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Week Three:
September 14, 1998 - September 18, 1998

Legal Considerations in Rescue


Day Three - Part One

Subject: Re: CLASS:Legal Issues w/ Saying "NO"
Date: Fri, 18 Sep 1998 07:20:05 -0400
From: Doug Crowne - dcrowne@WATARTS.UWATERLOO.CA

On Thu, 17 Sep 1998, Judy Marion wrote:
puppy will be sitting in a house alone for approximately 9 or 10 hours. All other issues for adoption as far as requirements are fine, such as basic requirements (according to breed) vet checked out as a good reference,

My ploy has been simply to state that I do not have a dog suited to the people's home. (+/- I will let them know if I do get a dog who would "fit.") Is that not good enough?

Sandy/LadyKin OES


Subject: Re: CLASS:Legal Issues w/ Saying "NO"
Date: Fri, 18 Sep 1998 09:20:38 -0400
From: Judy Marion - iluvdogs@HUSKYNET.COM

I would think that if a rescue does deny someone a dog that there is a good reason. Lets face it, we all want them to get good homes but if the situation is not something we feel comfortable with, we should be able to say NO with out the fear of being sued.

Judy NoVa Rottweiler Rescue League, Inc/MD,DC,VA
http://waikaloa.huskynet.com/rottirescue/rescue.htm


Subject: CLASS:Legal Issues w/ Saying "NO"
Date: Fri, 18 Sep 1998 07:40:07 -0700
From: Ceci Giacoma - rtca@JUNO.COM

Judy wrote:
I have a situation that is not covered on paper but I would like to throw this out to the class. This has happened several times. Someone wants a puppy that works full time and will not be able to housebreak it and the puppy will be sitting in a house alone for approximately 9 or 10 hours. All other issues for adoption as far as requirements are fine, such as basic requirements (according to breed) vet checked out as a good reference, etc. Yet you know that the poor puppy will be sitting alone, crying, maybe in a crate in waste so you want to turn the applicant down. Now I will not put any tiny puppy in that kind of situation and I feel it is inhumane.

So, can the applicant sue you for that? Again, this is just my own situation and does not reflect what anyone else may think or do in the same situation.

We tell these people: "I'm sorry, we can't place a dog in a home where it will be alone all day, everyday, it makes the dog crazy and leads to your property being destroyed because the dog has separation anxiety. This is the number 1 reason dogs are relinquished to rescue, in fact, so we have a policy against it." Then, we recommend they consider getting two dogs, so there is a companionship situation. Sometimes they get huffy, but most often they appreciate the free advice.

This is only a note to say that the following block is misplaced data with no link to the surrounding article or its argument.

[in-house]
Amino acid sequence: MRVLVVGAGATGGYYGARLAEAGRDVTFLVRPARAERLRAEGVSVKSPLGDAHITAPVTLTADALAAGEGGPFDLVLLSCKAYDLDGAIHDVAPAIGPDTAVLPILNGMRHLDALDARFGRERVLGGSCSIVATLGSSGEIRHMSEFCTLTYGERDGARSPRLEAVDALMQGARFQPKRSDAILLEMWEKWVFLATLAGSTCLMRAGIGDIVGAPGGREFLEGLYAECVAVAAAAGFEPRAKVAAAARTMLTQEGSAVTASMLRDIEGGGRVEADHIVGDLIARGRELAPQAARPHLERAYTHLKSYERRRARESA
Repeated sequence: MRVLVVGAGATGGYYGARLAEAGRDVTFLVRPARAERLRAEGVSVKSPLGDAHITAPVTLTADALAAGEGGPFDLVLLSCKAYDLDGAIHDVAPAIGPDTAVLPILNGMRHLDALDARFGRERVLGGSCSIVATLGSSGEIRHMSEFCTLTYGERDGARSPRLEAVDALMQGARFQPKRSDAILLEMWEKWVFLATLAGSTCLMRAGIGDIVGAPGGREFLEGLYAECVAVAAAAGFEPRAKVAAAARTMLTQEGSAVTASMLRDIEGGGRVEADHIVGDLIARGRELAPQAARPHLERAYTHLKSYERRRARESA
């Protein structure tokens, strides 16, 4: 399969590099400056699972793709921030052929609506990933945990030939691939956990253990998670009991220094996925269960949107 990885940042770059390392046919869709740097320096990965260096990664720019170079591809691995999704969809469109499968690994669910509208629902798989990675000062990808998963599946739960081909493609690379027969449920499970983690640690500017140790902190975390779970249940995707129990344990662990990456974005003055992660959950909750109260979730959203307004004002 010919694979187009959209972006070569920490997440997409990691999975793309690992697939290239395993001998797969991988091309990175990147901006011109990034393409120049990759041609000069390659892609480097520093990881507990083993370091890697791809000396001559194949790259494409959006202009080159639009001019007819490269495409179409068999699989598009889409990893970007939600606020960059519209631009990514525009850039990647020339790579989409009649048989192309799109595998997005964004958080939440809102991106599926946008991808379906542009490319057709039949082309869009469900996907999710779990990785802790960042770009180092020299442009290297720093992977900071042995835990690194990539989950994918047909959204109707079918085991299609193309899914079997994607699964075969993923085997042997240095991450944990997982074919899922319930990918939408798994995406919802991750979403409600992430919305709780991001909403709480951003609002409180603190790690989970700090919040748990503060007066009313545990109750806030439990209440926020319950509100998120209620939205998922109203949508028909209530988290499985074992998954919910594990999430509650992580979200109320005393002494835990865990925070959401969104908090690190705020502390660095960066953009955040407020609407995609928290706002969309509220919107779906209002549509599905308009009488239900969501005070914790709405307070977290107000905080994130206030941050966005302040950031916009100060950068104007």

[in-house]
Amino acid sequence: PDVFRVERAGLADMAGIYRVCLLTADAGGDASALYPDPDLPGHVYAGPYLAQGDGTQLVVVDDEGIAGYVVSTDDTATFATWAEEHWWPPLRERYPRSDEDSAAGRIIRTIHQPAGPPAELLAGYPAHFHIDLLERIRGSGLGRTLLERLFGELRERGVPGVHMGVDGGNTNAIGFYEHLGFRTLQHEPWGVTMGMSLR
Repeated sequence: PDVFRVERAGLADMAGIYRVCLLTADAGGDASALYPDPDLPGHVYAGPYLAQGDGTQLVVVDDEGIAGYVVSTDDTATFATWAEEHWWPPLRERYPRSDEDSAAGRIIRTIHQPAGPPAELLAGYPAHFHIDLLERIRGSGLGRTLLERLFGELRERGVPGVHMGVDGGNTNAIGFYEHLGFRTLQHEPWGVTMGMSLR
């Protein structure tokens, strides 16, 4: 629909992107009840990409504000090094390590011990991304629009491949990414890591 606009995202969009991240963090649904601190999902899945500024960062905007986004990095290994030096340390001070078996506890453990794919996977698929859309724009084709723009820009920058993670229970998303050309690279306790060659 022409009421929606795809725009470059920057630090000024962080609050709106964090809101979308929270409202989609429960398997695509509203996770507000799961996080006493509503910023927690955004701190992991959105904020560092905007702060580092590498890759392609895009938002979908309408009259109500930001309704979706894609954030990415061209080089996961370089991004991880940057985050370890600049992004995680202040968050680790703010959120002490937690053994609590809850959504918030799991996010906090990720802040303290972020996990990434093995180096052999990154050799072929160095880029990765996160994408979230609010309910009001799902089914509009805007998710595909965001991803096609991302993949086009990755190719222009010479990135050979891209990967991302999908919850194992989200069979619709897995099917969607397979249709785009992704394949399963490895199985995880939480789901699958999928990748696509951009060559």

C.Giacoma
American Rat Terrier Rescue
ARTRA@juno.com


Subject: Re: CLASS, LEGAL: Legal Issues w/ Saying "NO"
Date: Fri, 18 Sep 1998 12:01:30 -0400
From: Dale Green Young - precious@SHORE.NET

If none of my volunteers will go to blocks 2, 4 & 8, then I can't get a home visit done. And no one can prove that I can, and no one can force me to go there. I have been pulled over by police in my car for "being a white girl in a black neighborhood." And that's what the officer told me. Then he told me i'd really be safer if I left. Honest to God. No dog went there.


Subject: Re: CLASS, LEGAL: Legal Issues w/ Saying "NO"
Date: Fri, 18 Sep 1998 10:58:21 -0700
From: Vernon F Richardson - microphone@JUNO.COM

Dale Green Young writes:
If I don't like theneighborhood, I turn them down because I am "unable to obtain home visit."

I think that you are asking for trouble if can be proven that your group is systematicly omiting groups based on race or ethnicity. For instance, in Metro NYC, the quality of neighborhoods can change block to block. It would be difficult explaining how you did a site visit on block 2,3,6,7 and 10 in atown but was "unaable ti obtain a home visit in blocks 4,5,8,and 9.

That doesn't mean that they won't let me in, it means that I can't get a volunteer to go to their house - the same reason that I'd give someone who applied from out of my adoption area (I'm in MA and often get applicants from Utah and Colorado. I can't do a home check)

This excuse could be seen as similar to an restaurantuer saying that he doesn't discriminate however that he can't find waiters who are willing "visit" a table that is being used by a certain "type" of person. Domino Pizza ran into this a few years ago when they started ignoring a few high crime public housing facilities.

Vernon Richardson
Jersey City, NJ
microphone@juno.com


Subject: Re: CLASS, LEGAL: Legal Issues w/ Saying "NO"
Date: Fri, 18 Sep 1998 15:04:33 -0700
From: Vernon F Richardson - microphone@JUNO.COM